In this album are the nuclear-armed, air-launched missiles not covered in the other albums in this section of the Gallery. These include the Bullpup, Falcon, Genie, Rascal, Skybolt, and the planned replacement for the ALCM: the Long Range Standoff (LRSO) missile. Also covered are some of the squadrons whose personnel maintained these weapons, and a few flying squadrons whose patches depicted the missiles or images alluding to them. You’ll see Dennis the Menace riding a Falcon AIM-4, the USAF’s first operational guided air-to-air missile, and several versions of the patch for the nuclear-armed version, the AIM-26 Falcon. The GAM-63 Rascal was the USAF’s first nuclear-armed standoff missile, and the GAM-87 Skybolt was designed to carry the same warhead as was deployed on Minuteman II missiles. There are quite a few patches pertaining to the MB-1/AIR-2 supersonic Genie missile, which we also deployed in Canada, supported by USAF personnel stationed at Canadian Forces fighter bases. Patches pertaining to more than one missile (e.g., both ALCM and ACM) are here also, as well as systems that were used in conjunction with them (i.e., the Common Strategic Rotary Launcher (CSRL). Finally, there are a number of LOADING patches specifying the positions of those wearing them for which we could use more information.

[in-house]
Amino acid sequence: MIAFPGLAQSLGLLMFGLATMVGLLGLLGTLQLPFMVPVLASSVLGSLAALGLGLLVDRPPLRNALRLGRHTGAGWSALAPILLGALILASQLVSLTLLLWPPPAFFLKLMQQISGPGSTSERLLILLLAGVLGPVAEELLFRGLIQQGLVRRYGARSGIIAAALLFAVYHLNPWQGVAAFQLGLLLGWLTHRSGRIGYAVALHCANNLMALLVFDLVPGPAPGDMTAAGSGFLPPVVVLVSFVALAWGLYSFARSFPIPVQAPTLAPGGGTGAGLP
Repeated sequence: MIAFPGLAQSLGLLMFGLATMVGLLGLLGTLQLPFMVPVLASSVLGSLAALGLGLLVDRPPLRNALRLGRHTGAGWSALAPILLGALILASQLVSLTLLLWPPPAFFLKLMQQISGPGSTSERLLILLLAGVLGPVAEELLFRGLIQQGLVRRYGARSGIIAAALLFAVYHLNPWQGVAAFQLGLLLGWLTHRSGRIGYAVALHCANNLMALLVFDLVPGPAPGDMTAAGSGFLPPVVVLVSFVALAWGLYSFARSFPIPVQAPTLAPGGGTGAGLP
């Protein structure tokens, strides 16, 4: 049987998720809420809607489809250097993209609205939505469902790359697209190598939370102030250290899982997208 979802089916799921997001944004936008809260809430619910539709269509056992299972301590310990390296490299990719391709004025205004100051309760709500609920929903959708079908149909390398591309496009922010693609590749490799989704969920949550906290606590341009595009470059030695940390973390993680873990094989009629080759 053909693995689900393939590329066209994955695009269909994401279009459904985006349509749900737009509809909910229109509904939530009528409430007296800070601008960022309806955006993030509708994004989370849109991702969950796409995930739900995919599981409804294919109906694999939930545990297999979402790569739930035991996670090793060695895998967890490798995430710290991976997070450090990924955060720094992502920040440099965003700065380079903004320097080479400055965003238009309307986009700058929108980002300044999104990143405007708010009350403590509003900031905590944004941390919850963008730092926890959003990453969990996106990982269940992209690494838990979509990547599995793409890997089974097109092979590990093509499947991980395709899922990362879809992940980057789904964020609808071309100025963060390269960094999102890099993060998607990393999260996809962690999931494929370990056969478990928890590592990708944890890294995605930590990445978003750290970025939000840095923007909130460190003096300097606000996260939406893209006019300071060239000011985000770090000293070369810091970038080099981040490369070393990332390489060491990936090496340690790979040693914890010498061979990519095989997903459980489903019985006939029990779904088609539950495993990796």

Produced in 1985, the AGM-129 Advanced Cruise Missile (ACM) was a low-observable (stealthy), subsonic, turbofan-powered, air-launched cruise missile originally designed and built by General Dynamics. The ACM was only an inch longer than the ALCM but about 550 pounds heavier, and its range was significantly greater than the ALCM’s. Like the ALCM, it carried a thermonuclear warhead. This missile was carried exclusively by B-52H Stratofortress bombers. Each one could carry up to six AGM-129A missiles on each of two external pylons for a total of 12 per aircraft. Originally, an additional 8 ACMs could be carried internally on the Common Strategic Rotary Launcher, for a total of 20 per aircraft. The B-1B bomber was also slated to carry the AGM-129A, but that plan ended when the Cold War did. The first test missile flew in July 1985. The first production missiles were delivered to the USAF in 1987 and the ACM entered service in June 1990. Initially, plans called for producing enough missiles to replace the approximately 1,461 AGM-86B ALCMs at a rate of 200 missiles per year after full-rate production was achieved in 1993, but in January 1992 the end of the Cold War resulted in a major cutback in total ACM procurement. The President determined that only 640 missiles were needed. Later, that number was reduced to just 460. In August 1992, General Dynamics sold its missile business to Hughes Aircraft Corporation, and five years later Hughes sold its aerospace and defense business to the final production contractor, Raytheon. Reductions in nuclear weapons mandated by the 2002 Strategic Offensive Reductions Treaty (SORT) requirement to get below 2,200 deployed nuclear weapons by 2012 resulted in the 2007 decision to retire the entire inventory of ACMs because of the missile’s reliability issues and higher maintenance costs. The last missile was destroyed in April 2012.